art by Mary GrandPre/Scholastic
Almost a year ago it came to light that along with the 800 million authentic Facebook accounts, there may exist more than 80 million ‘shadow’ accounts, created by Facebook from information it has collected on people who have never signed up for or even used Facebook. Here are the articles if you missed them:
There’s a lot you can do now to customize privacy on your own account, but how do you protect yourself from your friends? You can be meticulous in not listing where you live, where you work, and skip location tagging on any of your content, but you can’t stop your friend from posting a picture of you at Chili’s and linking to Chili’s website. Suddenly, there’s a map of your neighborhood with a pin with your name on it stuck on that Chili’s location. You can remove yourself from the tags after the fact, and you can ignore or reject relation requests, but that doesn’t stop facebook-happy family members from making those requests, or FB from storing that request history. And keep in mind the only people with the ability to reject, untag, block, and censor info within Facebook, are people who are ACTUALLY ON Facebook. Ironically, by not using Facebook, you actually have no control over what sort of information is shared about you on that platform.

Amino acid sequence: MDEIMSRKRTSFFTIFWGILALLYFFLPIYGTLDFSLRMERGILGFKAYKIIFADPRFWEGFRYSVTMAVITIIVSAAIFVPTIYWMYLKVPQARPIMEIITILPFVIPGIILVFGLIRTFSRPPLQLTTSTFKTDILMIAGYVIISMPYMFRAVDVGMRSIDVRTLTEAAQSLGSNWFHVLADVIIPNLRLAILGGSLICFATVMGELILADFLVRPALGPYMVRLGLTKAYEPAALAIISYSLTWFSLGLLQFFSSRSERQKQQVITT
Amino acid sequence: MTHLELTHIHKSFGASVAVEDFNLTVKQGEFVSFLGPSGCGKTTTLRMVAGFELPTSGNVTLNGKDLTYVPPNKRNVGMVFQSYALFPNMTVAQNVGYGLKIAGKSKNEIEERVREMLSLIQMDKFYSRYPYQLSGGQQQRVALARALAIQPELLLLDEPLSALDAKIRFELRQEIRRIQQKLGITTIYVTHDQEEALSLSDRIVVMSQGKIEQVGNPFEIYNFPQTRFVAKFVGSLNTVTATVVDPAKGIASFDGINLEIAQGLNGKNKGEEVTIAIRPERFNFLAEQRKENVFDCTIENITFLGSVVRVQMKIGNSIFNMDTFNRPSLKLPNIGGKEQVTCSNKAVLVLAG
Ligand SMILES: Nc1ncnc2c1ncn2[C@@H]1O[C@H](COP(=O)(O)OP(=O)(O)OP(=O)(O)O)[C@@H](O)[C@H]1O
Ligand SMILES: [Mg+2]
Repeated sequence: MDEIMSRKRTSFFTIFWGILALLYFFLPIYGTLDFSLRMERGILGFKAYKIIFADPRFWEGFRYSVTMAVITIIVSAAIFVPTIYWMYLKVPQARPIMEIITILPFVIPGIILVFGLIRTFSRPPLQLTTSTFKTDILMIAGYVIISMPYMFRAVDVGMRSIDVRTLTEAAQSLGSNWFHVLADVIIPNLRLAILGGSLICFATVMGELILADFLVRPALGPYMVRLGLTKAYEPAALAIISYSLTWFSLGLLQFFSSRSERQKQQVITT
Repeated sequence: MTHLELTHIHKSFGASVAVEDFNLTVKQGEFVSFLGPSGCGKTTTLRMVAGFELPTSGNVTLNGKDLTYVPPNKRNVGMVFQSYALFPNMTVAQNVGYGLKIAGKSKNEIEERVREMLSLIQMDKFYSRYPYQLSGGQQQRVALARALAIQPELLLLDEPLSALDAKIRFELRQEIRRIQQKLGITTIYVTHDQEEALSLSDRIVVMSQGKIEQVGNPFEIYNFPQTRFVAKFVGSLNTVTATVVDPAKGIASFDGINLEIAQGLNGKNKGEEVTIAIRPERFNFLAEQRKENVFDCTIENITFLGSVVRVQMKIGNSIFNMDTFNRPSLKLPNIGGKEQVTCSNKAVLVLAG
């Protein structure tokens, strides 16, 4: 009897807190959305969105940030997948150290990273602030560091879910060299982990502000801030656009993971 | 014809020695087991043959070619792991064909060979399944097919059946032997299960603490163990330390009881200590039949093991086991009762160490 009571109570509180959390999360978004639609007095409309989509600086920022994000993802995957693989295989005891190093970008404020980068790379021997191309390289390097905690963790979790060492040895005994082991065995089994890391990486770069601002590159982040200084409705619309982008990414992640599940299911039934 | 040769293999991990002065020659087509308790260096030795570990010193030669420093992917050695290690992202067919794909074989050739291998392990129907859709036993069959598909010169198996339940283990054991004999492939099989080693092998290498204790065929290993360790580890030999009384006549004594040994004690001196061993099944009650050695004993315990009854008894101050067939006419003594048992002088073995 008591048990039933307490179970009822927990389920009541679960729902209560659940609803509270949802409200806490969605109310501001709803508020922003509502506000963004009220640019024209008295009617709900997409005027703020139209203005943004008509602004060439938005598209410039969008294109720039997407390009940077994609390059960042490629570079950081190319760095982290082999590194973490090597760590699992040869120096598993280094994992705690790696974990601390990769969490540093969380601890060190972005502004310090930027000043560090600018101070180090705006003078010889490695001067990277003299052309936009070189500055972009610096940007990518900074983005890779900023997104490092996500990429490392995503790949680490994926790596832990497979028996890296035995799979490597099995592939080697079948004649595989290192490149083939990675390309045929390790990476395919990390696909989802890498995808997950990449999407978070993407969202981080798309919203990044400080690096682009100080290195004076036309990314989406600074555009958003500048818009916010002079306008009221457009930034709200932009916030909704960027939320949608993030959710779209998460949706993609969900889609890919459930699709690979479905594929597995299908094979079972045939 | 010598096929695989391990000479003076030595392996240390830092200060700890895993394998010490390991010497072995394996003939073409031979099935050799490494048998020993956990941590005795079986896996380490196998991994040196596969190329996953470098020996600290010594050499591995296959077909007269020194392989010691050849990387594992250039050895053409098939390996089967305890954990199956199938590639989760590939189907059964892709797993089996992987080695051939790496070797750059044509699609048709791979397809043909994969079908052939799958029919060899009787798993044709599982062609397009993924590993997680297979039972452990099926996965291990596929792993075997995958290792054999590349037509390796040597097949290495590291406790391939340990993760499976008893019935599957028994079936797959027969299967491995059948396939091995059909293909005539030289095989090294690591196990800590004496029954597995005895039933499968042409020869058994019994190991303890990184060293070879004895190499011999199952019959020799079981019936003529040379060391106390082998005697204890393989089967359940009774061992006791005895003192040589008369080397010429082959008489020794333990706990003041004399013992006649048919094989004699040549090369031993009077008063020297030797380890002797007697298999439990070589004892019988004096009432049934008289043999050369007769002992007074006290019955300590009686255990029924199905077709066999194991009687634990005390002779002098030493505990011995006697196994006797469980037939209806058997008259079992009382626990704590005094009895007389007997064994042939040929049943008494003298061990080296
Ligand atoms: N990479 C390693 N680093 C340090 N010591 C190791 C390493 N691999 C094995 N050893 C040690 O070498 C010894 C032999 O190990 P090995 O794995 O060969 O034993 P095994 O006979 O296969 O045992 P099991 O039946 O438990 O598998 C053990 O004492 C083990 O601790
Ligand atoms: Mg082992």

Is it possible to develop a new standard of etiquette for respecting your FB friend’s privacy? To assume by default that others might be more guarded with their personal info than yourself? The challenge is, in the fun of socializing on this platform, it’s easy to forget that Facebook itself is one of the characters. If I feel like I’m having a conversation with my cousin, I’m happy to tell her directions to my house… it seems more reasonable than if Facebook put interrogation lights in my face and said, “Who were you with last night? Tell us your address and detailed directions to your house.”
In the Harry Potter books, Harry’s parents were killed because the person they decided to trust with the location of their secret hiding place betrayed them, and sold the information to Lord Voldemort. This traitor is of course a true villain, because he knew the importance of the secret and purposefully gave it to the enemy. But suppose he hadn’t been a turncoat, and instead had thoughtlessly checked into Foursquare during one of his visits to Godric’s Hollow? The story would have turned out the same, except cheesier (wizards on mobile phones? Gag).
I’m just saying, we need to give our friends the right to decide how much personal information Facebook has on them. Do unto others, folks.
TLDR; Facebook is Lord Voldemort.